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The construction industry domestic reverse charge scheme - news article image

The construction industry domestic reverse charge scheme

10 Feb 2021

7 minute read

The construction industry domestic reverse charge scheme The VAT domestic reverse charge for building and construction services is scheduled to come into effect on 1 March 2021.

These major VAT changes will affect all VAT registered builders who work for the construction industry clients. It is therefore crucial that accounting procedures are updated, and that staff are made clear about when the reverse charge will and will not apply to avoid any potential issues with HMRC.

The charge will only affect supplies at standard or reduced rates where payments are required to be reported via the Construction Industry Scheme (CIS). 

It does not apply: 

  • To zero-rated supplies i.e. VAT liability on construction services for new build dwellings etc 
  • To services supplied to ‘end users’ or ‘intermediary suppliers’ who have given written confirmation of their status to their supplier in respect of the services supplied 
  • To a business that only supplies either staff or workers i.e. employment agency.

How the scheme works: 

The reverse charge will only apply if the supplier (subcontractor) and customer (main contractor) are both trading in the construction industry (CIS scheme users) and are VAT registered.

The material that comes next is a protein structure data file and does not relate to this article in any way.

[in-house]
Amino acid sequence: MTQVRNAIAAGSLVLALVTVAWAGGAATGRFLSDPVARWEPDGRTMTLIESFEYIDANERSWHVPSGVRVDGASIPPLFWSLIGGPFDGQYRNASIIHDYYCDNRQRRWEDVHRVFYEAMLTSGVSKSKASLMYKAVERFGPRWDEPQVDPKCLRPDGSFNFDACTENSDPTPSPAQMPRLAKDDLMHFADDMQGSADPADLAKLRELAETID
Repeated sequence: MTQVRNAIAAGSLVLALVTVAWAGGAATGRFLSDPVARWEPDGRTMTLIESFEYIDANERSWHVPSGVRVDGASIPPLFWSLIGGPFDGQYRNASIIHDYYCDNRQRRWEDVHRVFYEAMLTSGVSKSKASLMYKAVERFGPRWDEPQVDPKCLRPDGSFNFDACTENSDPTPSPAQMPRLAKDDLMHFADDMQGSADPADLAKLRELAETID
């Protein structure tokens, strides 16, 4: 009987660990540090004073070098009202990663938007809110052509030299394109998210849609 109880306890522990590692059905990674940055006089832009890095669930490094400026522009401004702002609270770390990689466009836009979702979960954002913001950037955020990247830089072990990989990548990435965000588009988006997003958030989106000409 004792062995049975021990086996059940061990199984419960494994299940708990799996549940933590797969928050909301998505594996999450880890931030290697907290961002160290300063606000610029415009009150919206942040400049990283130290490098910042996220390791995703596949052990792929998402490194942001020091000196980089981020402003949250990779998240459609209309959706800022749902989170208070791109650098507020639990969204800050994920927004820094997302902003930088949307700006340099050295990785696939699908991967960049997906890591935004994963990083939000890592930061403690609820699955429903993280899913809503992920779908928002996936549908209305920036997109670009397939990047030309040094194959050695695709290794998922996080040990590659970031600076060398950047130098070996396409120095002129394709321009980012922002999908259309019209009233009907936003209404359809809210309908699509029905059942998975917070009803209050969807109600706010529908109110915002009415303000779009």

A typical situation would be a subcontractor working for the main building contractor on a specific project. The customer must be registered for the Construction Industry Scheme (CIS) and the work in question must come within the scope of the CIS, e.g. decorating a house or laying bricks etc. The work must also be subject to either 5% or 20% VAT. 

However, the key condition is that the business receiving the supplies from the subcontractor must be making an onward supply of these services to another customer i.e. ‘end user’.

An end user means that the services supplied by the subcontractor is not relevant to an onward supply of construction services made by the main contractor. For example, it might relate to building work carried out at a head office, or if a property is rented out to a tenant – in this situation the reverse charge will not apply, and the onus is on the main contractor to advise the subcontractor that it is a ‘end user’ for that particular job. The subcontractor would then charge 20% or 5% on his invoice as previous.

What about an intermediary supplier?

A business that is registered for both CIS and VAT and is connected or linked to end users i.e. because they are part of the same corporate group will not be subject to the new reverse charge provisions. A link will exist where an intermediary supplier and end user have a relevant interest in the same land where the building work takes place, such as a landlord and tenant situation. In this instance, even though the intermediary supplier is making an onward supply of construction services to the end user, any supplies received from subcontractors will be subject to the normal VAT rules and should be invoices as normal i.e. subcontractor applies VAT on his invoice raised to the intermediary.